'Tennis is my life'

Young player

After winning a gold medal in doubles, and third position in singles at the Slovenia Deaf Tennis Open (held at Portoroz between September 8 – 11, this year), 19-year-old Jafreen Shaik dreams of winning big at the Deaf Olympics 2017, at
Samsun, Turkey in July 2017. “I would try to win a gold medal and make India and my parents proud. For it, I am currently concentrating on my rigorous training and focussing on improving my AITA (All India Tennis Association) and ITF (Indian Tennis Federation) rankings,” Shaik, tells Metrolife, in an email interaction, after winning the doubles title.

Paired with Patiala’s Parul Gupta, the duo won over Jana Janosikova of Slovenia and Tutem Banguoglu of Turkey, with a score of 2-6, 6-4, 10-6 in the final of the event organised by the International Committee of Sports for the Deaf. In singles, Shaik secured third position with a score 6.1, 6.0 against Banguoglu.

The Kurnool-born developed a liking for the game at the age of eight years and since then has never looked back. “Though my father, Shaik Zakeer Ahmed, was into cricket, he had a friend, Md Farooq, who was a tennis coach. I used to accompany my father to the tennis courts and my interest in the game was kindled,” she says, adding, “Tennis is my life.”

Despite being born with a hearing disability, she has continued training for the game along with pursuing her studies.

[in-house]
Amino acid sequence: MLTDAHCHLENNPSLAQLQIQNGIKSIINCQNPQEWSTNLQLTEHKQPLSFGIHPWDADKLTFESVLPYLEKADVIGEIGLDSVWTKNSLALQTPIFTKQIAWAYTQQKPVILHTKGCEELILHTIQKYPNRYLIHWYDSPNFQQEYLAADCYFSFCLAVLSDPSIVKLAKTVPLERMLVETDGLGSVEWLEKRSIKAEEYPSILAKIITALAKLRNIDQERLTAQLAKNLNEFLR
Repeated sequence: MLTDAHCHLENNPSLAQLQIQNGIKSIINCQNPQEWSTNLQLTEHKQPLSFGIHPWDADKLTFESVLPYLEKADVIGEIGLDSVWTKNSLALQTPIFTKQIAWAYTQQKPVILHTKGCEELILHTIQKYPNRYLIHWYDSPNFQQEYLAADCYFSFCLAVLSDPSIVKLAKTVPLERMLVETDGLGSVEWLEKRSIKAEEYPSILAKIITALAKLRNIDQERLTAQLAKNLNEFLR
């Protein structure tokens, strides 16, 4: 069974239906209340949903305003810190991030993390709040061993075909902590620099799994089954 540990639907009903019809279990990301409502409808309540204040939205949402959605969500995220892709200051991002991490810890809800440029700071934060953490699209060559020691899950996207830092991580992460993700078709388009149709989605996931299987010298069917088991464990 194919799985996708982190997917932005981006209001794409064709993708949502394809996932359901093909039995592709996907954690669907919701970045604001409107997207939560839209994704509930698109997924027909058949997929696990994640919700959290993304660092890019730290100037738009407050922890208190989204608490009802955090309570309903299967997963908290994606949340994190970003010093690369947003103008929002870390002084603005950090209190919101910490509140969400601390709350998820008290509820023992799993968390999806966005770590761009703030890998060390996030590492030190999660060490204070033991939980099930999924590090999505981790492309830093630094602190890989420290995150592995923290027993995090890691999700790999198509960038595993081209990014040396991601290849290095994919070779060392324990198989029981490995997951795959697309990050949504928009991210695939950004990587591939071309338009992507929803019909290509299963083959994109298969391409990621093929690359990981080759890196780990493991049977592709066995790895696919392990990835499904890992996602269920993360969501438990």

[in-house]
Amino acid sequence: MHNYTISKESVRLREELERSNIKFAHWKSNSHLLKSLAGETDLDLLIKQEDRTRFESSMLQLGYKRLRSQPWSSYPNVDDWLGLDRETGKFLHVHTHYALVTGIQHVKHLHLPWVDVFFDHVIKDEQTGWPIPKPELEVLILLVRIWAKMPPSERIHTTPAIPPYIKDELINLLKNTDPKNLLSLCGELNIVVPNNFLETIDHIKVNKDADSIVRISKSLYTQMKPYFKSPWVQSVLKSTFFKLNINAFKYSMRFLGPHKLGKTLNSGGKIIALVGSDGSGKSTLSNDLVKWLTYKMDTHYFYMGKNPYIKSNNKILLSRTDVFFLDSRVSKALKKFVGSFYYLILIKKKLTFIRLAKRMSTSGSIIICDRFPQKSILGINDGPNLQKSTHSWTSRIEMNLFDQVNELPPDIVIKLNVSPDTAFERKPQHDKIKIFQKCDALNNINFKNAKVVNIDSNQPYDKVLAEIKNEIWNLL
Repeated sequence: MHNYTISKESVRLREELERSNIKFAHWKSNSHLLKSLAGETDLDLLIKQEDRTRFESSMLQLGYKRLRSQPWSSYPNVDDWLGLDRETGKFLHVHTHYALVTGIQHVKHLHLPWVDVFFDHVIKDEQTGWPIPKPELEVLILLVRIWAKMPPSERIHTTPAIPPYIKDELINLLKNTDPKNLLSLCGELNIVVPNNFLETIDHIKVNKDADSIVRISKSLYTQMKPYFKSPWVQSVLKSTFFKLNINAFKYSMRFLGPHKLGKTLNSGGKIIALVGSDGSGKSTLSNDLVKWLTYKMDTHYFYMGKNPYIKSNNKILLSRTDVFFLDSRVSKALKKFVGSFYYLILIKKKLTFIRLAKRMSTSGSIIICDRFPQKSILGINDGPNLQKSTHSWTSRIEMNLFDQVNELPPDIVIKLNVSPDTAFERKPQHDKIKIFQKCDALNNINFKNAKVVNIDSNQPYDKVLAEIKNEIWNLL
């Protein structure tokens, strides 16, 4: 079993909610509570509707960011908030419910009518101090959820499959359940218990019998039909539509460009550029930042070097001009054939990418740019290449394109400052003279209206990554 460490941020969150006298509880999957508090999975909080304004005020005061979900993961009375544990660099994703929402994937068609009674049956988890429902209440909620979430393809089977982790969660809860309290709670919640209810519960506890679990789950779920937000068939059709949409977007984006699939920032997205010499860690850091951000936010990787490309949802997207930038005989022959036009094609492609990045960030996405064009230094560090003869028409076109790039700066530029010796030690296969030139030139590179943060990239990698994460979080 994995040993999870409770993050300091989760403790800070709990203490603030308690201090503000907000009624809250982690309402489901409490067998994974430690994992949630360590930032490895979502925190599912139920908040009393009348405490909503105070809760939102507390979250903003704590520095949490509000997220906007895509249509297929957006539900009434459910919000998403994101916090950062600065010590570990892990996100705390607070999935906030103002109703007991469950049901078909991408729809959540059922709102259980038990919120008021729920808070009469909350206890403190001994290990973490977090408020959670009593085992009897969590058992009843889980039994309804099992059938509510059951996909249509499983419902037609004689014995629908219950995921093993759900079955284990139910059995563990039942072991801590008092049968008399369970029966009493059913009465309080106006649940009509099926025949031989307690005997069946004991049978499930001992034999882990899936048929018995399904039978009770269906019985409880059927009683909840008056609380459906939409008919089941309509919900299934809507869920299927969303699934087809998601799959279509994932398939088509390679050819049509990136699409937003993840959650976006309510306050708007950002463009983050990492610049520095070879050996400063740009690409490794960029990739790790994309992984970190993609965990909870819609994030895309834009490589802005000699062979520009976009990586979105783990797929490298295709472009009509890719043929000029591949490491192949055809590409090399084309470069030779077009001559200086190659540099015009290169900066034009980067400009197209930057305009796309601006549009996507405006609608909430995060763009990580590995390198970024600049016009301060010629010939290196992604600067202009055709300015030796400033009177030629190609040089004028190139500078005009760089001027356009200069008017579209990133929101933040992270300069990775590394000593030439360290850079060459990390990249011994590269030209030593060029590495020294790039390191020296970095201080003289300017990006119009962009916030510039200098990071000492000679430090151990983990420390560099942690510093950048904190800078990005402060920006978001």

“Though most of my time is spent on training and playing tennis, I also try to give due attention to my academics where I have done decently well,” says the BA second year student of Osmania Degree College, Kurnool city, Andhra Pradesh.

From winning bronze in the Women Doubles Tennis event, in the 8th Asian Pacific Deaf Games held at Taiyuan City, Taiwan in 2015, to winning a gold at AP State Level Women Sports Competitions held at Anantapur in February, this year, Shaik, who idolises Sania Mirza, has consistently performed at national and international levels.

“I wake up at 4.30 in the morning and spend time studying. Thereafter, I exercise for an hour from 6 to 7am. My tennis practice and coaching is divided into two sessions where first one is from 7.30 to 10.30 am, and the other in the evening from 3 to 5 pm. For power training, I go to the gym for an hour in the evening,” points out Shaik.

While seeking support through newspapers and other media, Shaik came in touch with Asbah, a rice brand which supports talented sports women from across the country.

“Asbah is helping me by sponsoring the training kit and has paid all my expenses which were incurred for the tournament,” says Shaik.

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